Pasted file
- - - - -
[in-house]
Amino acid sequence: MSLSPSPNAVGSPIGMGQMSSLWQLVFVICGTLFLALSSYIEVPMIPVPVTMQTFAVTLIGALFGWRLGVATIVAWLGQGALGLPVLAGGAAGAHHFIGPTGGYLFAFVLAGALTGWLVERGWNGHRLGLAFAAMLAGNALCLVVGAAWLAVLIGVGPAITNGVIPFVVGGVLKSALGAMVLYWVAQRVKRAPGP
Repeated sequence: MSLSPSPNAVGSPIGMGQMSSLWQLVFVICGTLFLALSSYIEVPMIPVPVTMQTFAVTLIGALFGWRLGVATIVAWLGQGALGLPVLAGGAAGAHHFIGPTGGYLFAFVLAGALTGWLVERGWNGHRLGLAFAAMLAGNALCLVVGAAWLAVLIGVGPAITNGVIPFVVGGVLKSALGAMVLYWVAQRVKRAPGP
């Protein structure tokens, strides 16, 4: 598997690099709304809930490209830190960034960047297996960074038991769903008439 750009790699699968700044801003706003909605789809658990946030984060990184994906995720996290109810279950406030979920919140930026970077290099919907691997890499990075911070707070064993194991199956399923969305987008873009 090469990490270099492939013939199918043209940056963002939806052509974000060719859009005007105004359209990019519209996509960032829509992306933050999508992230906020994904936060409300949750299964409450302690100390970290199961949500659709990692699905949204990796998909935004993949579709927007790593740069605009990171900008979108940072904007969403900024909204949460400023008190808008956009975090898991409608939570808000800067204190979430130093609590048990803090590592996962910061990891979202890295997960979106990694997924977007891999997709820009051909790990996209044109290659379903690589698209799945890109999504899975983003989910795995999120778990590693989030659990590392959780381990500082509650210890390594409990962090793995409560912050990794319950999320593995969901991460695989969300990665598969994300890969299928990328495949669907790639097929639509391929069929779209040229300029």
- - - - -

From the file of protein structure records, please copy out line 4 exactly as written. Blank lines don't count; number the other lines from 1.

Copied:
């Protein structure tokens, strides 16, 4: 598997690099709304809930490209830190960034960047297996960074038991769903008439 750009790699699968700044801003706003909605789809658990946030984060990184994906995720996290109810279950406030979920919140930026970077290099919907691997890499990075911070707070064993194991199956399923969305987008873009 090469990490270099492939013939199918043209940056963002939806052509974000060719859009005007105004359209990019519209996509960032829509992306933050999508992230906020994904936060409300949750299964409450302690100390970290199961949500659709990692699905949204990796998909935004993949579709927007790593740069605009990171900008979108940072904007969403900024909204949460400023008190808008956009975090898991409608939570808000800067204190979430130093609590048990803090590592996962910061990891979202890295997960979106990694997924977007891999997709820009051909790990996209044109290659379903690589698209799945890109999504899975983003989910795995999120778990590693989030659990590392959780381990500082509650210890390594409990962090793995409560912050990794319950999320593995969901991460695989969300990665598969994300890969299928990328495949669907790639097929639509391929069929779209040229300029």